Unfortunately there is presently no getblock method in TRB, only dumpblock which strikes me as more of a debugging hack than anything else, returning its result by side effect through the filesystem. I worried this could impose a substantial cost in performance and SSD wear, once multiplied across the many blocks and possible repeated scans, especially if run on a traditional filesystem with more synchronous operations than the likes of ext4. It occurred to me to use a named pipe to allow the transfer to happen in memory without requiring changes to the TRB code. I took this route, after some discussion with management confirmed that minimizing TRB changes was preferable. I hadn't really spelled out the thinking on files versus pipes, or anticipated what now seems a fundamental problem with the pipe approach: if the reading process aborts for any reason, the write operation in bitcoind can't complete; in fact, due to coarse locking, the whole node ends up frozen. (This can be cleaned up manually e.g. by cat ~/.gbw/blockpipe >/dev/null).

Given this decision, the next problem was the ordering of reads and writes, as reading the block data through the pipe must complete before the RPC method will return. Thus some sort of threading is needed: either decomposing the RPC client into separate send and receive parts so as to read the pipe in between, or using a more general facility. Hoping to preserve the abstraction of the RPC code, I went with the latter in the form of Python's thread support. I tend to think this was a mistake; besides all the unseen complexity it invokes under the hood, it turned out the threading library provides no reliable way to cancel a thread, which I seemed to need for the case where the RPC call returns an error without sending data. I worked around by making the reader a long-lived "daemon" thread, which ensures it terminates with the program, and using an Event object to synchronize handoff of the result through a global variable.

getblock_thread = None
getblock_done = Event()
getblock_result = None
def getblock_reader(pipe):
	global getblock_result
	while True:
		fd = os_open(pipe, O_RDONLY)
		getblock_result = read_all(fd)
		getblock_done.set()
		close(fd)

def getblock(height):
	global getblock_thread
	pipe = gbw_home + '/blockpipe'
	if getblock_thread is None:
		require_fifo(pipe)
		getblock_thread = Thread(target=getblock_reader, args=(pipe,))
		getblock_thread.daemon = True
		getblock_thread.start()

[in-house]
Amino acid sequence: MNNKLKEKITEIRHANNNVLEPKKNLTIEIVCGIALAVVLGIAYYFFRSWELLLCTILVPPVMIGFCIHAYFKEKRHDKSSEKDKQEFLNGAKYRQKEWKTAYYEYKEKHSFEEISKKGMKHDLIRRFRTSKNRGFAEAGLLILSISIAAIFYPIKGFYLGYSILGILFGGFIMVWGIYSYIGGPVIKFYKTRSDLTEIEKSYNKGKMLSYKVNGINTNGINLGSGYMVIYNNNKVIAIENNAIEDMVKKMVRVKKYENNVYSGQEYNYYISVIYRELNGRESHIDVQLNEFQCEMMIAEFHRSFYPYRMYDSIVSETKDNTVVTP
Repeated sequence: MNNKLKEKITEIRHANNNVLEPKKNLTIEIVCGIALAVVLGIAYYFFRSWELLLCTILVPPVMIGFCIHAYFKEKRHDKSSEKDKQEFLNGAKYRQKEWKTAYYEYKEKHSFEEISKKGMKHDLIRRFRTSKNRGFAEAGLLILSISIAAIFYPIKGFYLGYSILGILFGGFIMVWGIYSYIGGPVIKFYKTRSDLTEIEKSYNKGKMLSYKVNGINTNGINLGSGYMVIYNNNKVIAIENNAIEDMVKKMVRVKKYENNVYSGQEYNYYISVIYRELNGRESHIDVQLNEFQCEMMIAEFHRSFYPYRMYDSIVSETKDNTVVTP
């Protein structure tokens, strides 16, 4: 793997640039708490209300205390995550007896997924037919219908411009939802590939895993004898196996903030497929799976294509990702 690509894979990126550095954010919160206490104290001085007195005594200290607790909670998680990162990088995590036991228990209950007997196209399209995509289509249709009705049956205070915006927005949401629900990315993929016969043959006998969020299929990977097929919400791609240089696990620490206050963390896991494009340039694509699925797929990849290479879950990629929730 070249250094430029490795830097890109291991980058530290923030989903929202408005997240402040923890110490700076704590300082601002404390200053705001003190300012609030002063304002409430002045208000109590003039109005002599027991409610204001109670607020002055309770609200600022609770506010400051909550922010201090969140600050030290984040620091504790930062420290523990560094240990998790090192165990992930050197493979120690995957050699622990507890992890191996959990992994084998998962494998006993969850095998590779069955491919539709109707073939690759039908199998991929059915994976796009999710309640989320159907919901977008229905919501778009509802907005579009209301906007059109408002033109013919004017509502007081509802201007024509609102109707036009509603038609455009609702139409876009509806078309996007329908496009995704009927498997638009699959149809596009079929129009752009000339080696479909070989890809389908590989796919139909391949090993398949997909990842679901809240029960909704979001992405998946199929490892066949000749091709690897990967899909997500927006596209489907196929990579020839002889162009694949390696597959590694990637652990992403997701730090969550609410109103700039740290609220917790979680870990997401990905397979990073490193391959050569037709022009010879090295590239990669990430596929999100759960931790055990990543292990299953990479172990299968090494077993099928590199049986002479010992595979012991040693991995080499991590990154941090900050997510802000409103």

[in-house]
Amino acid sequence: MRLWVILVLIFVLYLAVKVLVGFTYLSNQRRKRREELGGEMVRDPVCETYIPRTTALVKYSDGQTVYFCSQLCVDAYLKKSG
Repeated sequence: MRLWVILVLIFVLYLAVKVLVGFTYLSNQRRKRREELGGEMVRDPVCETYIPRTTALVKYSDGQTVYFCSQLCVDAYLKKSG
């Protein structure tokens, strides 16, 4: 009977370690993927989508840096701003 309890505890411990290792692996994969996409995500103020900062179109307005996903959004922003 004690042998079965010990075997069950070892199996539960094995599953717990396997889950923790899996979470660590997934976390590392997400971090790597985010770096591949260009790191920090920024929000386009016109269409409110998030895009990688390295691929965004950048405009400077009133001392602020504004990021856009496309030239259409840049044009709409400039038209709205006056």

if not rpc('dumpblock', height, pipe):
		raise ValueError('dumpblock returned false')
	getblock_done.wait()
	getblock_done.clear()
	return getblock_result

The astute reader may notice a final and rather severe "rake" waiting to be stepped on: a fixed filesystem path is used for the named pipe, so concurrent scan processes will interfere with the result of corrupted blocks and all sorts of possible failures following. While I'm not sure there's any reason to run such concurrent scans, at least this possibility should be excluded. I'm thinking the process ID would make a sufficiently unique identifier to add to the filename, but then the pipe will need to be removed afterward, and what if the process dies first? Yet more code to clean up possibly-defunct pipes? Or one could keep the fixed name and use filesystem locking. At any rate I hope this all makes it clear why I'm not too enamored of dumpblock.

To be continued.

2020-01-07

Errata for gbw-node drafts to date, and Bitcoin txid collisions

Filed under: Bitcoin, Software — Jacob Welsh @ 18:11

I've discovered a few mistakes in my wallet code published so far, one from pure carelessness and two from insufficient cognizance of environmental hazards, which together seem interesting enough for a dedicated article.

The first is in the HTTP Basic authentication header in the JSON-RPC client: I slipped in an erroneous space character after the colon in the base64 input, in the course of a hasty and perhaps excessive last-minute style cleanup. I discovered this through basic testing as it broke authentication altogether. I will update the article but preserve the original file for whoever cares to diff.